Buildings in the Commonwealth account for over half of our state's greenhouse gas emissions - primarily from lighting, heating and cooling. As buildings can last 50-100 years, the way they are constructed has long term impacts on their energy consumption.
Building codes are the regulations that provide minimum requirements for the design, construction, safety, and maintenance of buildings. In this context, energy efficiency minimum requirements are set by a base code. In Massachusetts the base code is established by the Board of Building Regulations and Standards, (BBRS) and modeled on the International Energy Conservation Code. In 2009 Massachusetts became the first state in the nation to adopt a “stretch” energy code for buildings under 100,000 square feet. The stretch code was designed to reduce energy use by 30% and cut carbon emissions 40% compared to buildings built according to the base energy code. Prior to 2008 any municipality that wanted to adopt a more stringent code had to demonstrate to the BBRS that it was “reasonably necessary because of special circumstances.” However, after passage of the Green Communities Act in 2008, so many cities and towns were expressing interest in the appeals process to adopt more stringent building energy codes that the BBRS voted to create the Stretch Energy Code.
The stretch code supplements the base code by providing a higher standard of energy efficiency, with provisions to meet that requirement. These provisions include options such as choosing ENERGY STAR qualified insulation, and choosing efficient heating, cooling and lighting.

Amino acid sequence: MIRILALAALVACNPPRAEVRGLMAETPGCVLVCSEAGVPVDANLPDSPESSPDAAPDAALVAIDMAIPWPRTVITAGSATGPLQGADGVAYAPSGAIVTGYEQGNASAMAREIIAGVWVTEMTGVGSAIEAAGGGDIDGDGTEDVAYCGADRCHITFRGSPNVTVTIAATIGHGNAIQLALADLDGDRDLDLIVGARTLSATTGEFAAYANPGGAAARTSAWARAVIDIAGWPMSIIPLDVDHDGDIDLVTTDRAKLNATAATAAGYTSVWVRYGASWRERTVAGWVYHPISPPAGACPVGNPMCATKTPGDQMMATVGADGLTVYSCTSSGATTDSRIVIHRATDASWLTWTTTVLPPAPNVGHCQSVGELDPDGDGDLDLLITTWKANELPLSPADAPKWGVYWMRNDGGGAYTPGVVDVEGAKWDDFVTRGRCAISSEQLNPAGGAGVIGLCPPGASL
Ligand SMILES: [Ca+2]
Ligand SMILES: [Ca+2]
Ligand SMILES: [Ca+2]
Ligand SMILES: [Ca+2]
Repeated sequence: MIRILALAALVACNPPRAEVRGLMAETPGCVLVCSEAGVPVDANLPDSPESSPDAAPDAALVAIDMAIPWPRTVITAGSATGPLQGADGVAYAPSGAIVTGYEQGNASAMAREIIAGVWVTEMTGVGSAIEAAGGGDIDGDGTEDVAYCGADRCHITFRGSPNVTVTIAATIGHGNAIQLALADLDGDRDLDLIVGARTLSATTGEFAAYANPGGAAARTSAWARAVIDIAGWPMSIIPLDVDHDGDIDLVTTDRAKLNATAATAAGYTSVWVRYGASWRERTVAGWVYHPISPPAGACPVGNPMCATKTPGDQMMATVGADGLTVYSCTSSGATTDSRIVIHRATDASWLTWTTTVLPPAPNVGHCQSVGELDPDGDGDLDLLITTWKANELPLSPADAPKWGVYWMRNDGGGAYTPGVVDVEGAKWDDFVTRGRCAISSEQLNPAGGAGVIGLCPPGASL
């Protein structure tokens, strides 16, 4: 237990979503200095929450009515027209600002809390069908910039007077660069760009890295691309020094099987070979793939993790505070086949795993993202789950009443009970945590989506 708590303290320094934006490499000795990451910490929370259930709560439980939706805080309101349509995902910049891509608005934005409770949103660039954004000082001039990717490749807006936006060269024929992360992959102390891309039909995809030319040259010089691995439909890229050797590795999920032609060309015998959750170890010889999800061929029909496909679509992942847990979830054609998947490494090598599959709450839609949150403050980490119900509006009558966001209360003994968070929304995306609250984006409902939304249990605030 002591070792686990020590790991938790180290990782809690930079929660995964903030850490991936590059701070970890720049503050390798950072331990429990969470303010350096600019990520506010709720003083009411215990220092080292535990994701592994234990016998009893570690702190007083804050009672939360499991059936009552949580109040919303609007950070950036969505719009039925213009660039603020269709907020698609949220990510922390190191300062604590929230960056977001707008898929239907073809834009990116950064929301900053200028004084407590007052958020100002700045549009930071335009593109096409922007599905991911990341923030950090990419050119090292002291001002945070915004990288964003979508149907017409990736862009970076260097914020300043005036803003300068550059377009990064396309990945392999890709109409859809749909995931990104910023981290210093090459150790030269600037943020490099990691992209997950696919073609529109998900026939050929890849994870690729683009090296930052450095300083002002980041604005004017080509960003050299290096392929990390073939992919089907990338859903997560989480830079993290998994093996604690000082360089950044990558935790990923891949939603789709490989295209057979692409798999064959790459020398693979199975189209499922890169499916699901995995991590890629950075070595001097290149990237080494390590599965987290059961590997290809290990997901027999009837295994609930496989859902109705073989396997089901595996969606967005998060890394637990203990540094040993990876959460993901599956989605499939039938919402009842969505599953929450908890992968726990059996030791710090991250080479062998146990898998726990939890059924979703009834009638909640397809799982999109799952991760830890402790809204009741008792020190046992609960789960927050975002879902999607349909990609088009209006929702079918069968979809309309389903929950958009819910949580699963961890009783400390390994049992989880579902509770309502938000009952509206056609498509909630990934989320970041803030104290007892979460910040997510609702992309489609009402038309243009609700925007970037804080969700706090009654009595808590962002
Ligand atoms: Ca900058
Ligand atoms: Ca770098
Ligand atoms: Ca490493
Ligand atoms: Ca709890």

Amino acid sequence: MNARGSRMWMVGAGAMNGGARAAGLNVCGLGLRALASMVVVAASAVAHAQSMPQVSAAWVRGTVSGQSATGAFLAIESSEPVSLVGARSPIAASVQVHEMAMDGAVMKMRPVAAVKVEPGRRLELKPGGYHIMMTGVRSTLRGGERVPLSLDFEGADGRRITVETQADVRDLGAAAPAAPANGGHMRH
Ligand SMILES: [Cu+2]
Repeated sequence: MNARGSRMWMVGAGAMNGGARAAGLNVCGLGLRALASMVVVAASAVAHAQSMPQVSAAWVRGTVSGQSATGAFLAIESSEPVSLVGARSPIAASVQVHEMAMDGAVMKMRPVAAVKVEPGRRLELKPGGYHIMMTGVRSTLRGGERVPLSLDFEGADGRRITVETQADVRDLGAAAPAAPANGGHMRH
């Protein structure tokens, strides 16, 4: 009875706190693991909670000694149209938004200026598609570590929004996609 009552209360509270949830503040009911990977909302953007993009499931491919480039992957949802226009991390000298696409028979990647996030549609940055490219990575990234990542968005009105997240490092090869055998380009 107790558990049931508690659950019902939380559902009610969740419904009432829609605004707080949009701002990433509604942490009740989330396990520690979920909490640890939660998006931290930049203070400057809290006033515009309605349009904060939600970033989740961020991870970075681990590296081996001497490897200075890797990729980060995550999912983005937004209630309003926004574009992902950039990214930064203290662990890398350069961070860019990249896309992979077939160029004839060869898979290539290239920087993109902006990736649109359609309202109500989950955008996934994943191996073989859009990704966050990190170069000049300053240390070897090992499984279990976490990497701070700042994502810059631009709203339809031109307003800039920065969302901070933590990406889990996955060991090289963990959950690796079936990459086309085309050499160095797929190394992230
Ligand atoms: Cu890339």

Stretch Code: A Success Story
The stretch code is widely considered a success story for energy efficiency as over 150 Massachusetts cities and towns have voluntarily adopted it.
According to a MassINC poll of 1,004 Massachusetts residents, 65% strongly support stricter energy efficiency standards for new buildings.
The benefits of energy efficient homes also translate to the real estate market, as energy efficient homes have a higher resale value. Homebuyers recognize they will save money in the long-term through lower utility bills. A survey by the National Association of Home Builders found that “nine out of ten buyers would rather purchase a home with energy-efficiency features and permanently lower utility bills.”
Need For Update
A stretch code only works to conserve energy when it’s actually a “stretch” – i.e. it goes above and beyond the base energy code. And unfortunately the Massachusetts stretch code no longer does so. In 2009 the Mass. stretch code was designed to reduce energy use compared to buildings built according to the 2009 International Energy Conservation Code (IECC), which is a model code adopted by many states, including Massachusetts.
But the IECC is updated regularly, and so as of July 1, 2014, it is no longer the Massachusetts base code. Rather the 2012 IECC is now the Mass. base code, and it is of similar stringency to the Mass stretch code, rendering the term “stretch” inaccurate.
A stakeholder group worked with BBRS to draft an updated stretch code, but it has been in limbo since the adoption of IECC 2012. The BBRS is instead using provisional guidelines and amendments based on IECC 2009.
The delay in implementing a new stretch code has real world implications on communities. For example, to continue to receive incentives under the Green Communities Act, communities now must create their own stretch codes that go beyond the new base code. This will create different stretch codes for every community, causing a huge amount of confusion about energy efficiency standards—a situation that the original stretch code was designed to avoid.
Effectively updating the Massachusetts Stretch Code is an important step in reducing greenhouse gas emissions, as well as improving the infrastructure for future development.
Learn more about Net Zero Buildings
July 2016, Op-Ed, Boston Business Journal, "The Time is Now - We Need To Be Ready<